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Texas physician sentenced for multi-million Medicare fraud scheme

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A Texas physician was sentenced to five years in prison today for her role in a multi-million Medicare fraud scheme. 
Acting Assistant Attorney General Brian C. Rabbitt of the Justice Department’s Criminal Division, U.S. Attorney Ryan K. Patrick of the Southern District of Texas, Special Agent in Charge Perrye K. Turner of the FBI’s Houston Field Office, Special Agent in Charge Miranda Bennett of the U.S. Department of Health and Human Services Office of the Inspector General’s (HHS-OIG) Dallas Regional Office, and the Texas Attorney General’s Medicaid Fraud Control Unit (MFCU) made the announcement.

Yolanda Hamilton, M.D., 57, of Harris County, Texas, the physician-owner and operator of HMS Health and Wellness Center, PLLC, was sentenced by U.S. District Judge Keith P. Ellison of the Southern District of Texas.  Judge Ellison also ordered the defendant to pay $9.5 million in restitution.

Hamilton was convicted by a federal jury of one count of conspiracy to commit health care fraud, one count of conspiracy to solicit and receive health care kickbacks, and two counts of false statements relating to health care matters in October 2019.  According to the evidence presented at trial, from January 2012 to August 2016, Hamilton conspired with others to defraud Medicare by signing false and fraudulent home healthcare paperwork that was used to submit fraudulent claims to Medicare. 

Hamilton and her co-conspirators made it appear that the patients qualified and received home healthcare services, when they often did not.  In fact, members of the conspiracy paid the patients to receive the home healthcare services, which were often medically unnecessary, not provided, or both.  The evidence also showed that Hamilton required home healthcare agencies to pay an illegal kickback, which Hamilton disguised as a “co-pay,” in exchange for Hamilton certifying and recertifying patients for home healthcare services.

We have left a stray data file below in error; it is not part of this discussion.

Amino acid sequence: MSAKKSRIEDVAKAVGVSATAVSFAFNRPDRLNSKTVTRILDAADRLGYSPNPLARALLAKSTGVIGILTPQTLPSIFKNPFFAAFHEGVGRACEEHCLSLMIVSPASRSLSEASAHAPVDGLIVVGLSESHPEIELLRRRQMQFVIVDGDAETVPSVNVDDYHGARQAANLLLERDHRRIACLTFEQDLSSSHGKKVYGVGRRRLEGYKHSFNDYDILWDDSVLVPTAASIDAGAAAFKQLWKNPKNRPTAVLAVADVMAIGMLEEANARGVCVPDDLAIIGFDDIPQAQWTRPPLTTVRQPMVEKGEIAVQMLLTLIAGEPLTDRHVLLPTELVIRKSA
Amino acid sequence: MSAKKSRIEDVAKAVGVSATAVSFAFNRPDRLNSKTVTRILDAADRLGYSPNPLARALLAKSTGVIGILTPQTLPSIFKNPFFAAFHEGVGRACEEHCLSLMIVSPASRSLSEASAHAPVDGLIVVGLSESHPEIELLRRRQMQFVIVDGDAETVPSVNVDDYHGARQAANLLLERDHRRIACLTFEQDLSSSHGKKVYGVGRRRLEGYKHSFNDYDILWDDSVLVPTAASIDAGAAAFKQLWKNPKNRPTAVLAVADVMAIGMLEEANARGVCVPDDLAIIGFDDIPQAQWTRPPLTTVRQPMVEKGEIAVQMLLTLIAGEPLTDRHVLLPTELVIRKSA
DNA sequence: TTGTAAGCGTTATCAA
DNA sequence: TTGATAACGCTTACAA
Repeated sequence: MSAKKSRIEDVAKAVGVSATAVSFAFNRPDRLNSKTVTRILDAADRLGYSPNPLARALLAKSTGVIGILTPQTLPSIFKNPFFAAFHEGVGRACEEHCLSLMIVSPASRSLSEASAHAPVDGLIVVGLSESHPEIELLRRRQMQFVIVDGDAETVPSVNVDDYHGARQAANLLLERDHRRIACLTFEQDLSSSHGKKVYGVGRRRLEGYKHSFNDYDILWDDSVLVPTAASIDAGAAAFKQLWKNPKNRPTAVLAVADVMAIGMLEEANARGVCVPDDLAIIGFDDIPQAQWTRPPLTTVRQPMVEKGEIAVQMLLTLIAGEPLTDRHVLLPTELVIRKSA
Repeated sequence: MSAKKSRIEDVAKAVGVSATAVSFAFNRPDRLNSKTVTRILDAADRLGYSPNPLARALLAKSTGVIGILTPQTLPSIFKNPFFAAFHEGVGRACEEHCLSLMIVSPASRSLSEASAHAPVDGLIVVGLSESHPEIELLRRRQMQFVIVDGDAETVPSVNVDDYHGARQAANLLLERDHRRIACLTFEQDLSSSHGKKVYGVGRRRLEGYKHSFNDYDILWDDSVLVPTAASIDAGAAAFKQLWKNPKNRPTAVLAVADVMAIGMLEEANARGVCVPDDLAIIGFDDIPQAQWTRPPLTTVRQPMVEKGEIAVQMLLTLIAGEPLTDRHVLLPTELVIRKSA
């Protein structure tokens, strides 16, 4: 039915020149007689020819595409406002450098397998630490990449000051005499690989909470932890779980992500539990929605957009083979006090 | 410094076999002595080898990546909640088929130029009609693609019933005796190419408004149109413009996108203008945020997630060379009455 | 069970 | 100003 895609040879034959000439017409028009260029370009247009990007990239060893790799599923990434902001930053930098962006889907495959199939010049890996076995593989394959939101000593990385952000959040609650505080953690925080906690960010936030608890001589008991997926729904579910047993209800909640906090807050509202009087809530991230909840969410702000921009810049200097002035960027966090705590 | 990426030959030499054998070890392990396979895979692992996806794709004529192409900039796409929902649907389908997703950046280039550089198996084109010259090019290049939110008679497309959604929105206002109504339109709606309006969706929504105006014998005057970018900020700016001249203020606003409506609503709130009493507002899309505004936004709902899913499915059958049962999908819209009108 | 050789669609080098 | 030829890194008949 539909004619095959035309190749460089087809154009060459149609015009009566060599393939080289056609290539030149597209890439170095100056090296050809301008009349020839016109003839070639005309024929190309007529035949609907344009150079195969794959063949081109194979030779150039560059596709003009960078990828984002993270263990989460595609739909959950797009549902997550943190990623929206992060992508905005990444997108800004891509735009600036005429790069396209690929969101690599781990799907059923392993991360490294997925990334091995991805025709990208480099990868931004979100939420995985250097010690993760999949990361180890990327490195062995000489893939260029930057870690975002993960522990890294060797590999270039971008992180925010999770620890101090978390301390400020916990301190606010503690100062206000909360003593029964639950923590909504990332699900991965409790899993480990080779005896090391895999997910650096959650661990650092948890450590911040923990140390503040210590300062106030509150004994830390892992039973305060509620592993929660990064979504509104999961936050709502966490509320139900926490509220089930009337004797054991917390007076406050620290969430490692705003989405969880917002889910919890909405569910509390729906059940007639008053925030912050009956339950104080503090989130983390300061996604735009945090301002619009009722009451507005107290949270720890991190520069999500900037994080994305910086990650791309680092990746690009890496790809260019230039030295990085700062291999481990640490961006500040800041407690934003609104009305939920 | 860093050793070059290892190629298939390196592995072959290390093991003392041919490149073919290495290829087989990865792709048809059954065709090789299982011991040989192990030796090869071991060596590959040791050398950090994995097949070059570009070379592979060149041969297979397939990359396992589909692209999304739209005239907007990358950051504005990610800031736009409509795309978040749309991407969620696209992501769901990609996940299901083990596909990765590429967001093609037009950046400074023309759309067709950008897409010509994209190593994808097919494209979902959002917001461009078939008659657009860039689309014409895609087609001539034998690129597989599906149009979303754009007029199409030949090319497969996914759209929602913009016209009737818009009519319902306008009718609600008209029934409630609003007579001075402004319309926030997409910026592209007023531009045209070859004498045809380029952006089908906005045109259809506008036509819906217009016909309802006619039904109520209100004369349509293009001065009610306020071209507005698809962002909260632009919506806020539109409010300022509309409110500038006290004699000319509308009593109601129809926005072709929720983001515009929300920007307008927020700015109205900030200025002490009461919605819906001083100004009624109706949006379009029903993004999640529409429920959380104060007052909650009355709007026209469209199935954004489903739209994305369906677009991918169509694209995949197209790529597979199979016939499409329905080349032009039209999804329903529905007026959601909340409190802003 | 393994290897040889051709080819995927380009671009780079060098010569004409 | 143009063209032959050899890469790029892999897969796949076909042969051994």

Hamilton typically would not release the home healthcare paperwork until the home healthcare companies or their marketers paid her the kickback, the evidence showed.  The scheme resulted in approximately millions in false and fraudulent claims for home-health services to Medicare and in Hamilton receiving over $300,000 in kickbacks.

All defendants are presumed innocent until convicted beyond a reasonable doubt in a court of law.

To date, several co-conspirators incuding marketers, patient recruiters along with doctors, and nurses who purchased plans of care and other signed medical documents from Hamilton have been charged, found guilty, or pleaded guilty to conspiracy to commit health care fraud and/or paying or receiving kickbacks.

The FBI, HHS-OIG, and MFCU investigated the case, which was brought as part of the Medicare Fraud Strike Force, under the supervision of the Criminal Division’s Fraud Section and the U.S. Attorney’s Office for the Southern District of Texas.  Trial Attorneys Catherine Wagner, Thomas Tynan, and Carlos Lopez of the Fraud Section prosecuted the case.  Trial Attorney Scott Armstrong indicted the case.

The Fraud Section leads the Medicare Fraud Strike Force. Since its inception in March 2007, the Medicare Fraud Strike Force, which maintains 15 strike forces operating in 24 districts, has charged more than 4,200 defendants who have collectively billed the Medicare program for nearly $19 billion.  In addition, the HHS Centers for Medicare & Medicaid Services, working in conjunction with the HHS-OIG, are taking steps to increase accountability and decrease the presence of fraudulent providers.

The year 2020 marks the 150th anniversary of the Department of Justice. Learn more about the history of our agency at

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